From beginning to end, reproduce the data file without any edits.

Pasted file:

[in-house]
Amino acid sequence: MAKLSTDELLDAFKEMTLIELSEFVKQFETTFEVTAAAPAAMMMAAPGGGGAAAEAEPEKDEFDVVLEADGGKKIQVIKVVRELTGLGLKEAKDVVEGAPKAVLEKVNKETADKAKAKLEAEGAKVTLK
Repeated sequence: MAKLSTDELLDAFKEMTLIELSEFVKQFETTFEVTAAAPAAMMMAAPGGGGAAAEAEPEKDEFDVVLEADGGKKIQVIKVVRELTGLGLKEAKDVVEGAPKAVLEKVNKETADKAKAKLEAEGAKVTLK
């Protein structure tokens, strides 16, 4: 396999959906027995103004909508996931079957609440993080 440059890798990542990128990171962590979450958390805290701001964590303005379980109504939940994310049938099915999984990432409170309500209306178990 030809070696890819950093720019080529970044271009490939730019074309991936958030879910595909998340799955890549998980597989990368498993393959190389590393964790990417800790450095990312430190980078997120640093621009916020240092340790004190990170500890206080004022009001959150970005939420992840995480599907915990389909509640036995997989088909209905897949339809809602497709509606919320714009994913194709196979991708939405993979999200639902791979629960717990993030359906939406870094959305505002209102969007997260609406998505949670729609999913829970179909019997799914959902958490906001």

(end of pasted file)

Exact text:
[in-house]
Amino acid sequence: MAKLSTDELLDAFKEMTLIELSEFVKQFETTFEVTAAAPAAMMMAAPGGGGAAAEAEPEKDEFDVVLEADGGKKIQVIKVVRELTGLGLKEAKDVVEGAPKAVLEKVNKETADKAKAKLEAEGAKVTLK
Repeated sequence: MAKLSTDELLDAFKEMTLIELSEFVKQFETTFEVTAAAPAAMMMAAPGGGGAAAEAEPEKDEFDVVLEADGGKKIQVIKVVRELTGLGLKEAKDVVEGAPKAVLEKVNKETADKAKAKLEAEGAKVTLK
């Protein structure tokens, strides 16, 4: 396999959906027995103004909508996931079957609440993080 440059890798990542990128990171962590979450958390805290701001964590303005379980109504939940994310049938099915999984990432409170309500209306178990 030809070696890819950093720019080529970044271009490939730019074309991936958030879910595909998340799955890549998980597989990368498993393959190389590393964790990417800790450095990312430190980078997120640093621009916020240092340790004190990170500890206080004022009001959150970005939420992840995480599907915990389909509640036995997989088909209905897949339809809602497709509606919320714009994913194709196979991708939405993979999200639902791979629960717990993030359906939406870094959305505002209102969007997260609406998505949670729609999913829970179909019997799914959902958490906001």